As a small company, it’s important to gain a competitive edge that can catapult you to the next level. You’re not just fighting for market share; you’re fighting for relevance.

That’s why most small businesses benefit from securing a partnership with a large, well-established brand. Not only will these partnerships make it easier for your company or product to become a household name through exposure to new channels, but they will also help nurture current relationships. When you publicly connect with a large brand, your company’s perceived value increases, which leads to countless new opportunities.

Securing a big-brand partnership isn’t easy, but the potential rewards are more than worth the effort. Here are four tips for securing that partnership you’ve had your eye on:

  1. Entice Partners With a Unique Value Proposition

Big brands are successful because they do specific things better than others. But achieving (and maintaining) prosperity doesn’t always allow time for innovation. This is where your company can shine.

If you have a product or service that’s potentially scalable for use within larger companies, demonstrate its value during a contract bid. Uniqueness alone won’t win you a partnership, but highlighting how your company can help a brand appeal to its different audiences and markets will go a long way when securing a partnership.

Keep in mind that adapting and scaling doesn’t mean straying from your company’s primary focus. If you find yourself trying to win a contract bid by mimicking your larger, more powerful competitors, you’re setting yourself up for a failed partnership.

A strong example of this comes from the rapidly growing fitness movement CrossFit, which recently partnered with Reebok. CrossFit used Reebok’s wide reach to increase visibility, profitability, and credibility within the industry, all without veering from its core offering.

Instead of modifying its approach, CrossFit became ingrained within Reebok’s messaging and brand strategy — regularly providing input on product development and opening a CrossFit gym at Reebok’s corporate headquarters.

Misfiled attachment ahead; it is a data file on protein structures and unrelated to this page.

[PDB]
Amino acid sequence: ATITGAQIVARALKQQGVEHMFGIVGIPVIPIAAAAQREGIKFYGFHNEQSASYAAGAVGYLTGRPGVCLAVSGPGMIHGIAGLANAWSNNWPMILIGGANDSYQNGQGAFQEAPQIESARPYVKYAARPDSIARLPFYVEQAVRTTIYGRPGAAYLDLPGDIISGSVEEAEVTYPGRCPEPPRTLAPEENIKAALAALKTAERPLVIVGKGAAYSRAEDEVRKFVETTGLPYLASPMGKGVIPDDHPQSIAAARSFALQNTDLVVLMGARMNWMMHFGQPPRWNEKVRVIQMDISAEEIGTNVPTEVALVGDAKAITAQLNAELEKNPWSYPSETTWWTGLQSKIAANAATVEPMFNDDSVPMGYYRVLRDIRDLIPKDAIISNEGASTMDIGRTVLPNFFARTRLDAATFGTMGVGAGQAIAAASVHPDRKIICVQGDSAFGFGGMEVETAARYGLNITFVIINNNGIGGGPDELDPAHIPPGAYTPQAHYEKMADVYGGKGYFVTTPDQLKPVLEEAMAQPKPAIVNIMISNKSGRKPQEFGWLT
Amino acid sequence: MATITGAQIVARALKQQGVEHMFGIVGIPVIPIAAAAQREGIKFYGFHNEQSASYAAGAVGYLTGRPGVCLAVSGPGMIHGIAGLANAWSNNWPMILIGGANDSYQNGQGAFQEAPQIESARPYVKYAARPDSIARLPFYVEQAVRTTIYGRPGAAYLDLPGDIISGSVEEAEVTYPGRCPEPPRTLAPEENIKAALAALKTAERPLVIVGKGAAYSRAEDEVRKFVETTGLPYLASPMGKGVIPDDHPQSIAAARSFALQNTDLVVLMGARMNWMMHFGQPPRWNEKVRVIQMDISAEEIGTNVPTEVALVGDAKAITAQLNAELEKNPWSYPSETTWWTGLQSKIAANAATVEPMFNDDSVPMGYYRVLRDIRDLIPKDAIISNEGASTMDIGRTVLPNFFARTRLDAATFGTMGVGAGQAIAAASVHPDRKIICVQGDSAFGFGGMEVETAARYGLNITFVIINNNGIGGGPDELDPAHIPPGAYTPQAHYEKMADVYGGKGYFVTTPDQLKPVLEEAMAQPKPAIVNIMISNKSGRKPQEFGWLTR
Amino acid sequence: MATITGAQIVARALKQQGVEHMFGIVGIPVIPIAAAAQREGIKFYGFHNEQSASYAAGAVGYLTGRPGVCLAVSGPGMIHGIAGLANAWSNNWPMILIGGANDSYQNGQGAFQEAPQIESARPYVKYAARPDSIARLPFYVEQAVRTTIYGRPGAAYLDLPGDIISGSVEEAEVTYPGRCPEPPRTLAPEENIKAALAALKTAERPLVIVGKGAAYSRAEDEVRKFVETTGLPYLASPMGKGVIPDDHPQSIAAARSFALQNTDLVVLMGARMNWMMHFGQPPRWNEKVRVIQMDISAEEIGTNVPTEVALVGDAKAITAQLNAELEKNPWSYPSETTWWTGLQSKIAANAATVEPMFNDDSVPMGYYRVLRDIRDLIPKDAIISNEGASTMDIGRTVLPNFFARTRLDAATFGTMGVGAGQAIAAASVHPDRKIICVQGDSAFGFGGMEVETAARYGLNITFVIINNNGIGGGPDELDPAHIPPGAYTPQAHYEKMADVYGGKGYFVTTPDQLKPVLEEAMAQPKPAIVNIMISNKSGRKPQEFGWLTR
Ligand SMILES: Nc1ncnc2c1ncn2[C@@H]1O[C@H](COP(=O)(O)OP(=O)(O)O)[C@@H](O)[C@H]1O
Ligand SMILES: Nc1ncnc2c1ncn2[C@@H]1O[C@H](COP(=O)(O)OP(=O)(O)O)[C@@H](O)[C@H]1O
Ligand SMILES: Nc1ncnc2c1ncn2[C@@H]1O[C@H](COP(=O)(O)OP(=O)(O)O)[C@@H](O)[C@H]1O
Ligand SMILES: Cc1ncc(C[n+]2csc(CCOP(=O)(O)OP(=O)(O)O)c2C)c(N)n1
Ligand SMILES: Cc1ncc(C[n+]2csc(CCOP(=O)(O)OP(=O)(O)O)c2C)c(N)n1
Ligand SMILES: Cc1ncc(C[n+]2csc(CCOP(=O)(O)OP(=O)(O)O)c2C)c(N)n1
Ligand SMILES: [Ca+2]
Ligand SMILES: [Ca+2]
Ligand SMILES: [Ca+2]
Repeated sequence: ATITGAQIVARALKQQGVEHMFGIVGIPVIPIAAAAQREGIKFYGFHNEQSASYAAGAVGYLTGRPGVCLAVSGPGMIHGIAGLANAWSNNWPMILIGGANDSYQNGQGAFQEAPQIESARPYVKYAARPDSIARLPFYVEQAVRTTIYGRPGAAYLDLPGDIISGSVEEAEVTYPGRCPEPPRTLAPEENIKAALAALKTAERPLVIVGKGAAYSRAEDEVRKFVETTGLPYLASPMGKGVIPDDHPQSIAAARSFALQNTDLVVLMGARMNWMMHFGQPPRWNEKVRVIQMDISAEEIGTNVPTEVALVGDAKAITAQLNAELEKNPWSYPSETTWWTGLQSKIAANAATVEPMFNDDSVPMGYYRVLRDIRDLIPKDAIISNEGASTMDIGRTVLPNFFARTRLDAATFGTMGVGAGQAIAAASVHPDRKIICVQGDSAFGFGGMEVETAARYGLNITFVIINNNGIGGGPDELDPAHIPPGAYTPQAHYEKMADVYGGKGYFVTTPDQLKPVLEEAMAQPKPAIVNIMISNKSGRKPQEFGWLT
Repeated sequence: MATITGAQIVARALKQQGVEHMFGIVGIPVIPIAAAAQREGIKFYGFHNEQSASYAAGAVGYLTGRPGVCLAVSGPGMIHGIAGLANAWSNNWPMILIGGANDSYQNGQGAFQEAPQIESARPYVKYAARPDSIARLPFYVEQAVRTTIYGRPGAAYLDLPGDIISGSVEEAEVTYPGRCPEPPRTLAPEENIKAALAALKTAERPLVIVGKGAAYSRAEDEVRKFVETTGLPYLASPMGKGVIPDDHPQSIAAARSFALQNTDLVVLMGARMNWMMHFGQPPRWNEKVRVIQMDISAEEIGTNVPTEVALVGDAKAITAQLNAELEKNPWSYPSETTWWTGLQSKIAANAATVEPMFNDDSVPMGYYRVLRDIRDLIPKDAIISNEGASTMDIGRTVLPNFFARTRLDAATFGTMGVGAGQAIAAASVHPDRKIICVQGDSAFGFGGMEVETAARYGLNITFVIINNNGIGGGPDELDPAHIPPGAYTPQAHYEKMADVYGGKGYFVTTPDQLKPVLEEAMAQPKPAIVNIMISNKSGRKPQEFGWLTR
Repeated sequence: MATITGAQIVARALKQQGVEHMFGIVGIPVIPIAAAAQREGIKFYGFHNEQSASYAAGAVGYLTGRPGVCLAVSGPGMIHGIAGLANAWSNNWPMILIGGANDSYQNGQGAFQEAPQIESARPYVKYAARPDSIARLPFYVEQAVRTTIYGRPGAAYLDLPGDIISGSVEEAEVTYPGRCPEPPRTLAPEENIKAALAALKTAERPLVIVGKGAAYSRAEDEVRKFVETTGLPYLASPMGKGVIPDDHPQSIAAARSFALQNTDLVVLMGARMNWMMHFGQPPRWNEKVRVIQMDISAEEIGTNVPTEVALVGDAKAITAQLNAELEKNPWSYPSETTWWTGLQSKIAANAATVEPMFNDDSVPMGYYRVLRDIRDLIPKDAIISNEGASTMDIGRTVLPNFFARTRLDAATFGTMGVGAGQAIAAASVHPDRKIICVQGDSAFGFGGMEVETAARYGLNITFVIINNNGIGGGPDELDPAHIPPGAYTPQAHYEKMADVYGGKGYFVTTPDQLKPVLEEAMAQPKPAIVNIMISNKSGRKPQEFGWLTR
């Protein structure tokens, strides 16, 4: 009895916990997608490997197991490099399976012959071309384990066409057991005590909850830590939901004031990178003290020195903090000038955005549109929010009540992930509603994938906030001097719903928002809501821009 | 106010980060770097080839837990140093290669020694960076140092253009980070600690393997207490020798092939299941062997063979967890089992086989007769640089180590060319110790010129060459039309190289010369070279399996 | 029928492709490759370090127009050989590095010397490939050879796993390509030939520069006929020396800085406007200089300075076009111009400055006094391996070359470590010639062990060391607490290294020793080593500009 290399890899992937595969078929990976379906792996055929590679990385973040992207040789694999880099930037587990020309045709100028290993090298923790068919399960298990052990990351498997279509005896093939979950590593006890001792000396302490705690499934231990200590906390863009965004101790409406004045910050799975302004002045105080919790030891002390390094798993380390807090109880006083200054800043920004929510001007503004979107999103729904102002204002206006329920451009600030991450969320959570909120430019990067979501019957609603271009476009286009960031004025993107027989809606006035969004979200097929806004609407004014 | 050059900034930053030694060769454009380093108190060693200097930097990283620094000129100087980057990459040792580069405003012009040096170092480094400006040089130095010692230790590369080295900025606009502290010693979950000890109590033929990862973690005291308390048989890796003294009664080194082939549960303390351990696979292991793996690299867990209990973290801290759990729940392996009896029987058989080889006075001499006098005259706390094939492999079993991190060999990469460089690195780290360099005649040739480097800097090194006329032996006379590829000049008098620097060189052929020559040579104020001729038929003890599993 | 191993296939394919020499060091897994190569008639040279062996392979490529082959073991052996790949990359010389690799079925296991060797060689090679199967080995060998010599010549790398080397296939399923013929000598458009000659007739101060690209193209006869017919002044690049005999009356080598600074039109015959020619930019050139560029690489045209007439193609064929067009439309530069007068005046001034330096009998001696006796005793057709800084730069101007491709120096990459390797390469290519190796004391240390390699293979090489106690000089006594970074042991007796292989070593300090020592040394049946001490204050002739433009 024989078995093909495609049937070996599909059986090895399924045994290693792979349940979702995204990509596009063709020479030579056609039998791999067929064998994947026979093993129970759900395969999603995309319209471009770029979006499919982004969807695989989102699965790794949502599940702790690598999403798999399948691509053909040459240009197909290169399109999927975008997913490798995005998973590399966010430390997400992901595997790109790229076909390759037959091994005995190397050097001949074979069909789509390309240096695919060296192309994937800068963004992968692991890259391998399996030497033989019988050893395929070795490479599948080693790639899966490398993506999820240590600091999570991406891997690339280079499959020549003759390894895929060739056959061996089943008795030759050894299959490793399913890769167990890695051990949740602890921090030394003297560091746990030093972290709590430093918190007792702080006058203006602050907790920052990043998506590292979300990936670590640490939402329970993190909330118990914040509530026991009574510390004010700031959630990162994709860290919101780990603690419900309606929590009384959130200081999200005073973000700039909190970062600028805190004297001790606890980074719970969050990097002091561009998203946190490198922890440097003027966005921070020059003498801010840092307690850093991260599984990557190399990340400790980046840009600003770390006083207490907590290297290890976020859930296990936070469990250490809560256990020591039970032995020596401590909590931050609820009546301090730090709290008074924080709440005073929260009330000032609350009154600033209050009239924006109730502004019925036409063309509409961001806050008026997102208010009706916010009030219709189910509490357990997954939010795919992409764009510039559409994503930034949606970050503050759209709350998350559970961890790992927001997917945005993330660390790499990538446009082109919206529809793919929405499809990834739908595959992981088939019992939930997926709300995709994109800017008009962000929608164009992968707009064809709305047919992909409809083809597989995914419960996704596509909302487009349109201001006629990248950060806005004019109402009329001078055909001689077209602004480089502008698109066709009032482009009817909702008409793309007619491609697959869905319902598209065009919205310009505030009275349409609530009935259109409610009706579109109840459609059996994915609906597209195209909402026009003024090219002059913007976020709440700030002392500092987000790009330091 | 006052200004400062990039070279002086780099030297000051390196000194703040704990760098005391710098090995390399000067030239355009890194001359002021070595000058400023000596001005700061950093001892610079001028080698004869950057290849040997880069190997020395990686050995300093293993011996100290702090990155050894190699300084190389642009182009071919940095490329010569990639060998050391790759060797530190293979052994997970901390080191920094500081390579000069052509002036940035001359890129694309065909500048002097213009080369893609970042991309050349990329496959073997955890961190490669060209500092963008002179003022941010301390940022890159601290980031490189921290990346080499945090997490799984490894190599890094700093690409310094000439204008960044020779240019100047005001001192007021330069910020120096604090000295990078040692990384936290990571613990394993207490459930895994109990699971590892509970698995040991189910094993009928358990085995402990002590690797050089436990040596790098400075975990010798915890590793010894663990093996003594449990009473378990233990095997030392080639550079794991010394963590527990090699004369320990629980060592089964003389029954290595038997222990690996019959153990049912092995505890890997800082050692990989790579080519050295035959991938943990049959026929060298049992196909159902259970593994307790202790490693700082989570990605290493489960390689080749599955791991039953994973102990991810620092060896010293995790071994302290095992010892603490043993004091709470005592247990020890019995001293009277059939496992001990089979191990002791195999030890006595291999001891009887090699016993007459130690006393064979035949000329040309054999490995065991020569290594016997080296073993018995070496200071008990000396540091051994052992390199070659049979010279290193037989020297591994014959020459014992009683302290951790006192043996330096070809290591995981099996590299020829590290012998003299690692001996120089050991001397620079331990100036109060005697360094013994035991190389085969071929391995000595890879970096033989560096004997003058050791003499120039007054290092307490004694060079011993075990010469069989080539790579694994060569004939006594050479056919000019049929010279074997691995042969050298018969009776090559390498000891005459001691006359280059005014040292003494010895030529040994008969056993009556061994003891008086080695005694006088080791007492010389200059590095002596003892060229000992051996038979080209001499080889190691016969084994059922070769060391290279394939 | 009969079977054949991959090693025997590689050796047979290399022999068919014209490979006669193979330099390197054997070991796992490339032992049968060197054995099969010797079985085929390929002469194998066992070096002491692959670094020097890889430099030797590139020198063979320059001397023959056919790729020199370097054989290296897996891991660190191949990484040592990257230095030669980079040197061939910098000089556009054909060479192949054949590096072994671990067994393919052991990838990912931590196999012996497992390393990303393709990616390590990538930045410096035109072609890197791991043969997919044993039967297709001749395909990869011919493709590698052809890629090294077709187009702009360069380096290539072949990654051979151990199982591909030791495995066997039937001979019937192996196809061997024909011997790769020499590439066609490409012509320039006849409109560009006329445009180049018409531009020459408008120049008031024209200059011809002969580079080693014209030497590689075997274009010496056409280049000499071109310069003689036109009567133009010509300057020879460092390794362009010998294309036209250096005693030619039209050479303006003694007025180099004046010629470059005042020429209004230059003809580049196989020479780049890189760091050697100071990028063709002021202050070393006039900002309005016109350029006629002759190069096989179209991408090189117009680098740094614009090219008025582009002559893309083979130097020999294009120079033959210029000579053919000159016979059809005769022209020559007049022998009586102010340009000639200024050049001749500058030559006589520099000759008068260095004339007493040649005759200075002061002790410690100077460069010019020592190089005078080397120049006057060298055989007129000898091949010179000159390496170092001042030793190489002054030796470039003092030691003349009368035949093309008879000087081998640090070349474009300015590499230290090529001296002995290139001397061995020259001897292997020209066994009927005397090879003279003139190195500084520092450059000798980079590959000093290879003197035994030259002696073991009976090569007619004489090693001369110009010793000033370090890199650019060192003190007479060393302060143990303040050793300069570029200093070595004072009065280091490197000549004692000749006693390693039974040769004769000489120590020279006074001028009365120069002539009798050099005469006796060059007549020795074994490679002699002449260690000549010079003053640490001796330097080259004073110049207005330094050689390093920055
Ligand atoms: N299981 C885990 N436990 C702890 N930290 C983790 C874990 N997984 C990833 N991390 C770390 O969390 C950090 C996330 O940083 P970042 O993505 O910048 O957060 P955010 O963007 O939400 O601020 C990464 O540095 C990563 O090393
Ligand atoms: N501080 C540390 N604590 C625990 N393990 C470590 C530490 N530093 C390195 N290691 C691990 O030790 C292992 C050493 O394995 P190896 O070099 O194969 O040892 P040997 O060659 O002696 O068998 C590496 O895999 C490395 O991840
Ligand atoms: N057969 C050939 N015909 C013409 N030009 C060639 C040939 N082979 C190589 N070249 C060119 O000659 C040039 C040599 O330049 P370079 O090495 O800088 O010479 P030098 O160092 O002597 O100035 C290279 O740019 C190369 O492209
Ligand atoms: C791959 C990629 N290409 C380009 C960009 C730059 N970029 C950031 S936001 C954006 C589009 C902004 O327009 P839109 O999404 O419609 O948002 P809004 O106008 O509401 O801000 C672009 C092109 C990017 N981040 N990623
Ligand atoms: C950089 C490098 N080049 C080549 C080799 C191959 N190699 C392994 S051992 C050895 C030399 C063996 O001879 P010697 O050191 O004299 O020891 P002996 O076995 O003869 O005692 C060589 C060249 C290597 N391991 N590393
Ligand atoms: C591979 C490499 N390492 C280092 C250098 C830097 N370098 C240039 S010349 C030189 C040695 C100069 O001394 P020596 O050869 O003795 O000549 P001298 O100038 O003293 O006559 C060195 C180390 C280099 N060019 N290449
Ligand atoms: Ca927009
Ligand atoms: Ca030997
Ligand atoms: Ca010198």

1. Allow the Partnership to Develop Organically

While it’s important to firmly establish your company’s value, partnering with a big brand can be a lengthy process. When first developing a relationship with a company, it’s important to stay true to your own brand but allow the creative process to breathe.

Take your time, and don’t be so quick to say no. Taking things off the table while establishing a partnership sets a negative tone and may put a damper on the relationship. A lot can change throughout the process, and if you allow ideas to flow freely, then you’ll ultimately be able to dictate the partnership terms.

It’s also important to allow conversations to occur without too much sales talk. You shouldn’t “always be closing.” Big companies like to own ideas. They hate to be sold. If they arrive at your idea on their own, you’re much more likely to create a beneficial partnership.

  1. Make Your Company Indispensable

Big brands like maintaining control, so let them. Then, structure your deals to make them dependent on what your company offers. Always work to create value on all sides of the transaction, and know what’s most important to the brand.

For example, my company recently entered into a partnership with Allstate. As the talks progressed, Allstate began to open up about some of the challenges it faced with its lead acquisition strategy. These insights allowed us to adapt our offering to Allstate’s evolving needs, which cemented our importance in Allstate’s long-term lead generation and nurturing plans.

Having an innovative product is great, but it’s important to know how your company fits into a partner’s long-term vision. If you understand what’s important to them, then your pitch will resonate, and you’ll have a better chance of securing a long-term partnership.

  1. Know When It Isn’t Working

In business, you need to know when to let something go. If a partnership is being delayed by brainstorming and endless changes, it might not be a good fit.

You should always have a contingency plan and be prepared to shift your attention to another big fish. Ask yourself who else could use your product, and consider making a deal with the brand’s competitors. With a strategic exit plan, you can apply pressure on a nonresponsive partner by simply walking away.

In the end, securing a big-brand partnership is a lengthy, unstructured process, filled with many variables and lots of back-and-forth discussion. However, if your company’s offering meshes with the brand’s long-term plans, a mutually beneficial partnership can pay significant dividends and help your company become a household name.


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